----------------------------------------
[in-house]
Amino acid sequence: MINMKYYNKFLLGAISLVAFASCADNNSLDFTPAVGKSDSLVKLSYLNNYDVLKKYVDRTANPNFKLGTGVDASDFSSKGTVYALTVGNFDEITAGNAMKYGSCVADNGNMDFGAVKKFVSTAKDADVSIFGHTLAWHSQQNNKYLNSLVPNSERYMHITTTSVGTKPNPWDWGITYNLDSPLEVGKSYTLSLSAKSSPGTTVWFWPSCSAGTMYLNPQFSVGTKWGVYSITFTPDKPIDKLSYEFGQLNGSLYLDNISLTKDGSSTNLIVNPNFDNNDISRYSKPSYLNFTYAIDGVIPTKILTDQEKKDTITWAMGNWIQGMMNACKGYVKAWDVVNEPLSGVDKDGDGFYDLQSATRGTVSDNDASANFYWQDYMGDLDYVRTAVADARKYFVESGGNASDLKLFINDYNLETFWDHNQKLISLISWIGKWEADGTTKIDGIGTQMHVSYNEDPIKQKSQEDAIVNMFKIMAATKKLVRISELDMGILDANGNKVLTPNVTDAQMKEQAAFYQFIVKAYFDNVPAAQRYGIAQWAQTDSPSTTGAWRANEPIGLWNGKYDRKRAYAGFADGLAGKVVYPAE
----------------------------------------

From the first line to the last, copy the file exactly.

[in-house]
Amino acid sequence: MINMKYYNKFLLGAISLVAFASCADNNSLDFTPAVGKSDSLVKLSYLNNYDVLKKYVDRTANPNFKLGTGVDASDFSSKGTVYALTVGNFDEITAGNAMKYGSCVADNGNMDFGAVKKFVSTAKDADVSIFGHTLAWHSQQNNKYLNSLVPNSERYMHITTTSVGTKPNPWDWGITYNLDSPLEVGKSYTLSLSAKSSPGTTVWFWPSCSAGTMYLNPQFSVGTKWGVYSITFTPDKPIDKLSYEFGQLNGSLYLDNISLTKDGSSTNLIVNPNFDNNDISRYSKPSYLNFTYAIDGVIPTKILTDQEKKDTITWAMGNWIQGMMNACKGYVKAWDVVNEPLSGVDKDGDGFYDLQSATRGTVSDNDASANFYWQDYMGDLDYVRTAVADARKYFVESGGNASDLKLFINDYNLETFWDHNQKLISLISWIGKWEADGTTKIDGIGTQMHVSYNEDPIKQKSQEDAIVNMFKIMAATKKLVRISELDMGILDANGNKVLTPNVTDAQMKEQAAFYQFIVKAYFDNVPAAQRYGIAQWAQTDSPSTTGAWRANEPIGLWNGKYDRKRAYAGFADGLAGKVVYPAE